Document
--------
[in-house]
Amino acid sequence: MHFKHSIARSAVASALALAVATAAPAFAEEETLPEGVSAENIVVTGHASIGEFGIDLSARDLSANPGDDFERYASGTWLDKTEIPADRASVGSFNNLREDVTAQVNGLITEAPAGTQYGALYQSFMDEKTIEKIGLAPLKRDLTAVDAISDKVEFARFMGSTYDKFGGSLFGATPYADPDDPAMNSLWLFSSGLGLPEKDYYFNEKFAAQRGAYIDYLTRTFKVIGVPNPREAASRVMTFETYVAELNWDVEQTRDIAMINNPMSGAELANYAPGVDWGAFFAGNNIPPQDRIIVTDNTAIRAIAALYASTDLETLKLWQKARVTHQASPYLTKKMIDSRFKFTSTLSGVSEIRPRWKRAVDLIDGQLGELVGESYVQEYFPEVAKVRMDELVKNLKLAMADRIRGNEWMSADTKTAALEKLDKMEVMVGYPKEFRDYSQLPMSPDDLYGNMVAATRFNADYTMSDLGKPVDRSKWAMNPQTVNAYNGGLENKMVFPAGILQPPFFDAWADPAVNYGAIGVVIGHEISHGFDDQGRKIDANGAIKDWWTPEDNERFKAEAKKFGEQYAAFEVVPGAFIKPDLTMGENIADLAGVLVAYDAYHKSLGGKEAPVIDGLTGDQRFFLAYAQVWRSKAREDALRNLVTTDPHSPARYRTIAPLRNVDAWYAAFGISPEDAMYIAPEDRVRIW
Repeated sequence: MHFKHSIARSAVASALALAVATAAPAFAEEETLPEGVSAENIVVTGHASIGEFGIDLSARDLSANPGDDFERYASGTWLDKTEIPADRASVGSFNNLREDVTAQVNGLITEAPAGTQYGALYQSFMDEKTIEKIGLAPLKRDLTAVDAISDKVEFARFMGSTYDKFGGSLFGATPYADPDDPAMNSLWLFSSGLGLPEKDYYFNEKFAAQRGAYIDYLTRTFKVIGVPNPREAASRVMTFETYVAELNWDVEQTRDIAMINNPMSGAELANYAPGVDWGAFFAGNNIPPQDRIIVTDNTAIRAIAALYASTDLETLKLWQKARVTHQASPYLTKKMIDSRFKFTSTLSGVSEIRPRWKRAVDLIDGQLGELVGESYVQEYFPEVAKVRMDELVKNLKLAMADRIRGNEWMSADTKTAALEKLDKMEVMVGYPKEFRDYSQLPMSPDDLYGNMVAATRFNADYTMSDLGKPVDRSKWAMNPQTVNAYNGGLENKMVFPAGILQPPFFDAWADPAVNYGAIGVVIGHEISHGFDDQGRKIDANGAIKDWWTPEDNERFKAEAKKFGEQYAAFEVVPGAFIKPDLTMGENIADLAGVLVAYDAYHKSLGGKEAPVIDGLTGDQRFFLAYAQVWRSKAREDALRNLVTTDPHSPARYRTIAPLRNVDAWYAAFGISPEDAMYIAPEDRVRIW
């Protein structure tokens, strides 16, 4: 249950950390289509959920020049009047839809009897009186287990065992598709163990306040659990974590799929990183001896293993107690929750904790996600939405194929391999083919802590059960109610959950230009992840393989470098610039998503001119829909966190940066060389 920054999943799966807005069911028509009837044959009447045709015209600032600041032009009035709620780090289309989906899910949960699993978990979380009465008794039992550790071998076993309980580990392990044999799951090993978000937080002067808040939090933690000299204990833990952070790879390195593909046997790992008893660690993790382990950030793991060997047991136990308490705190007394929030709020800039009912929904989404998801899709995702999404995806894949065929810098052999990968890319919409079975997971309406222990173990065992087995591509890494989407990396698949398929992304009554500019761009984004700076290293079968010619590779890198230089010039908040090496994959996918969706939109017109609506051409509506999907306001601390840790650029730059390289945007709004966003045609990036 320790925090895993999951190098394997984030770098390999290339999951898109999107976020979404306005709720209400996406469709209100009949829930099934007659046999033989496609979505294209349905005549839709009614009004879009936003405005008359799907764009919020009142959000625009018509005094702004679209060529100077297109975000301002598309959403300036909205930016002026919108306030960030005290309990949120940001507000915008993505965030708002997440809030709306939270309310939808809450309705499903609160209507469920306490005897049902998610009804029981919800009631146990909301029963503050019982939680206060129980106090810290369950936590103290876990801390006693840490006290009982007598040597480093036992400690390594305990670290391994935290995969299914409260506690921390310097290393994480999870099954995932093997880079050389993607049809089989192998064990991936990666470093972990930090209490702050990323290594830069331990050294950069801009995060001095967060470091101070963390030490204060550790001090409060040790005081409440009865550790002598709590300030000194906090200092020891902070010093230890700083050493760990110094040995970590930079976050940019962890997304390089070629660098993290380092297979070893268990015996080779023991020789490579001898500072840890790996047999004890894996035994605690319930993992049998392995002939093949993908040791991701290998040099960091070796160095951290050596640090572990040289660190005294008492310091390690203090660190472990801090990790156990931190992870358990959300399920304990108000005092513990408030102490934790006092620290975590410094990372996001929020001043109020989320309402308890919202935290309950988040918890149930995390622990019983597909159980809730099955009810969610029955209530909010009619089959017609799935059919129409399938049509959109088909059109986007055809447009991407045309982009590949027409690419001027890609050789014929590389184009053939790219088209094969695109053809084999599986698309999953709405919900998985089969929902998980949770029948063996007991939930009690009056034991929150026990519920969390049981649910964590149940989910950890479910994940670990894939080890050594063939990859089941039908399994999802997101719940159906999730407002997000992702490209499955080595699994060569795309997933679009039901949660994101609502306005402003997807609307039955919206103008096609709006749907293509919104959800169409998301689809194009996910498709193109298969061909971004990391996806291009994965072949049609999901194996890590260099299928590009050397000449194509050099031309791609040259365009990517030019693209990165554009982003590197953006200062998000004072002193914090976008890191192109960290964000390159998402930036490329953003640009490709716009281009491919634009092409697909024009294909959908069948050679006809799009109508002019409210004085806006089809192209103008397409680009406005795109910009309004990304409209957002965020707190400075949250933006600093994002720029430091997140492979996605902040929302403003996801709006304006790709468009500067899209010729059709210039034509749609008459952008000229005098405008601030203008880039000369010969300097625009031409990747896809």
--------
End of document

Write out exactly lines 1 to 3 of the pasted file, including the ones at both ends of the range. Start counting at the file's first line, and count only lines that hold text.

[in-house]
Amino acid sequence: MHFKHSIARSAVASALALAVATAAPAFAEEETLPEGVSAENIVVTGHASIGEFGIDLSARDLSANPGDDFERYASGTWLDKTEIPADRASVGSFNNLREDVTAQVNGLITEAPAGTQYGALYQSFMDEKTIEKIGLAPLKRDLTAVDAISDKVEFARFMGSTYDKFGGSLFGATPYADPDDPAMNSLWLFSSGLGLPEKDYYFNEKFAAQRGAYIDYLTRTFKVIGVPNPREAASRVMTFETYVAELNWDVEQTRDIAMINNPMSGAELANYAPGVDWGAFFAGNNIPPQDRIIVTDNTAIRAIAALYASTDLETLKLWQKARVTHQASPYLTKKMIDSRFKFTSTLSGVSEIRPRWKRAVDLIDGQLGELVGESYVQEYFPEVAKVRMDELVKNLKLAMADRIRGNEWMSADTKTAALEKLDKMEVMVGYPKEFRDYSQLPMSPDDLYGNMVAATRFNADYTMSDLGKPVDRSKWAMNPQTVNAYNGGLENKMVFPAGILQPPFFDAWADPAVNYGAIGVVIGHEISHGFDDQGRKIDANGAIKDWWTPEDNERFKAEAKKFGEQYAAFEVVPGAFIKPDLTMGENIADLAGVLVAYDAYHKSLGGKEAPVIDGLTGDQRFFLAYAQVWRSKAREDALRNLVTTDPHSPARYRTIAPLRNVDAWYAAFGISPEDAMYIAPEDRVRIW
Repeated sequence: MHFKHSIARSAVASALALAVATAAPAFAEEETLPEGVSAENIVVTGHASIGEFGIDLSARDLSANPGDDFERYASGTWLDKTEIPADRASVGSFNNLREDVTAQVNGLITEAPAGTQYGALYQSFMDEKTIEKIGLAPLKRDLTAVDAISDKVEFARFMGSTYDKFGGSLFGATPYADPDDPAMNSLWLFSSGLGLPEKDYYFNEKFAAQRGAYIDYLTRTFKVIGVPNPREAASRVMTFETYVAELNWDVEQTRDIAMINNPMSGAELANYAPGVDWGAFFAGNNIPPQDRIIVTDNTAIRAIAALYASTDLETLKLWQKARVTHQASPYLTKKMIDSRFKFTSTLSGVSEIRPRWKRAVDLIDGQLGELVGESYVQEYFPEVAKVRMDELVKNLKLAMADRIRGNEWMSADTKTAALEKLDKMEVMVGYPKEFRDYSQLPMSPDDLYGNMVAATRFNADYTMSDLGKPVDRSKWAMNPQTVNAYNGGLENKMVFPAGILQPPFFDAWADPAVNYGAIGVVIGHEISHGFDDQGRKIDANGAIKDWWTPEDNERFKAEAKKFGEQYAAFEVVPGAFIKPDLTMGENIADLAGVLVAYDAYHKSLGGKEAPVIDGLTGDQRFFLAYAQVWRSKAREDALRNLVTTDPHSPARYRTIAPLRNVDAWYAAFGISPEDAMYIAPEDRVRIW